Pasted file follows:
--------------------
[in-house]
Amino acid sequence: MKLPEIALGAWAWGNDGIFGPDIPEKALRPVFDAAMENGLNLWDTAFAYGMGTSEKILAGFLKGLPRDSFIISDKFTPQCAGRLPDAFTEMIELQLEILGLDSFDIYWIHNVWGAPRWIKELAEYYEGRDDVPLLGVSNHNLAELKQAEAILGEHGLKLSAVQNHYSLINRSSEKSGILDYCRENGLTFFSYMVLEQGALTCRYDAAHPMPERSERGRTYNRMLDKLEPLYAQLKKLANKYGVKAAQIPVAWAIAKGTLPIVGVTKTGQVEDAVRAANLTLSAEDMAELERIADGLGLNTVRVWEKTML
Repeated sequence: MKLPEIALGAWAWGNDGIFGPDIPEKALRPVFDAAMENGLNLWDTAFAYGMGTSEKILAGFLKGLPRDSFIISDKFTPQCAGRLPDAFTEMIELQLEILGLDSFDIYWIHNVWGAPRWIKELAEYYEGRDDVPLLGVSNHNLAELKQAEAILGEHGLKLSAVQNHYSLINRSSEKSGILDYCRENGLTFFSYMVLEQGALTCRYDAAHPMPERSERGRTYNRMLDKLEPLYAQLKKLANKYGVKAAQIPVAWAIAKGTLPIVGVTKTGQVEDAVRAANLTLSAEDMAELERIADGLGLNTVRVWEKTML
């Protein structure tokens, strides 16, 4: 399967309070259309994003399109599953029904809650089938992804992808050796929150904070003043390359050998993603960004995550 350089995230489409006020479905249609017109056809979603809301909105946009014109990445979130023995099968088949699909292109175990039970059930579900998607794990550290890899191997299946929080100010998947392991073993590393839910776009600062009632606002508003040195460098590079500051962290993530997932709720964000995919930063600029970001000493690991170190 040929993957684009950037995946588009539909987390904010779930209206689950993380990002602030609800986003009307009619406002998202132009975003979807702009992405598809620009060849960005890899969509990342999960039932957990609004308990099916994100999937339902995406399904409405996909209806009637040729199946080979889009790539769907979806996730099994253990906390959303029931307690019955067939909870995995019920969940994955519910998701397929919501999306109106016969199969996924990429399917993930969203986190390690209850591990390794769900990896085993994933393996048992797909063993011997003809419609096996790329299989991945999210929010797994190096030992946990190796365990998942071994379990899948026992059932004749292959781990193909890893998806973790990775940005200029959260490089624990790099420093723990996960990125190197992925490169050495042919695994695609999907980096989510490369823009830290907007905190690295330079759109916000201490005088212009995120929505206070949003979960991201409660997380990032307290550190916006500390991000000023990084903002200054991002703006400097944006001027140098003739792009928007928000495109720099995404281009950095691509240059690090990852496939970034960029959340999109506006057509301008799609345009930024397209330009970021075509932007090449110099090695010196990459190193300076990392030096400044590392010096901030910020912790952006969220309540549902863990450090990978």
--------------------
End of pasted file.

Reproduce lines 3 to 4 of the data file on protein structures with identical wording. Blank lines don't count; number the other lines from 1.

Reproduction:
Repeated sequence: MKLPEIALGAWAWGNDGIFGPDIPEKALRPVFDAAMENGLNLWDTAFAYGMGTSEKILAGFLKGLPRDSFIISDKFTPQCAGRLPDAFTEMIELQLEILGLDSFDIYWIHNVWGAPRWIKELAEYYEGRDDVPLLGVSNHNLAELKQAEAILGEHGLKLSAVQNHYSLINRSSEKSGILDYCRENGLTFFSYMVLEQGALTCRYDAAHPMPERSERGRTYNRMLDKLEPLYAQLKKLANKYGVKAAQIPVAWAIAKGTLPIVGVTKTGQVEDAVRAANLTLSAEDMAELERIADGLGLNTVRVWEKTML
């Protein structure tokens, strides 16, 4: 399967309070259309994003399109599953029904809650089938992804992808050796929150904070003043390359050998993603960004995550 350089995230489409006020479905249609017109056809979603809301909105946009014109990445979130023995099968088949699909292109175990039970059930579900998607794990550290890899191997299946929080100010998947392991073993590393839910776009600062009632606002508003040195460098590079500051962290993530997932709720964000995919930063600029970001000493690991170190 040929993957684009950037995946588009539909987390904010779930209206689950993380990002602030609800986003009307009619406002998202132009975003979807702009992405598809620009060849960005890899969509990342999960039932957990609004308990099916994100999937339902995406399904409405996909209806009637040729199946080979889009790539769907979806996730099994253990906390959303029931307690019955067939909870995995019920969940994955519910998701397929919501999306109106016969199969996924990429399917993930969203986190390690209850591990390794769900990896085993994933393996048992797909063993011997003809419609096996790329299989991945999210929010797994190096030992946990190796365990998942071994379990899948026992059932004749292959781990193909890893998806973790990775940005200029959260490089624990790099420093723990996960990125190197992925490169050495042919695994695609999907980096989510490369823009830290907007905190690295330079759109916000201490005088212009995120929505206070949003979960991201409660997380990032307290550190916006500390991000000023990084903002200054991002703006400097944006001027140098003739792009928007928000495109720099995404281009950095691509240059690090990852496939970034960029959340999109506006057509301008799609345009930024397209330009970021075509932007090449110099090695010196990459190193300076990392030096400044590392010096901030910020912790952006969220309540549902863990450090990978």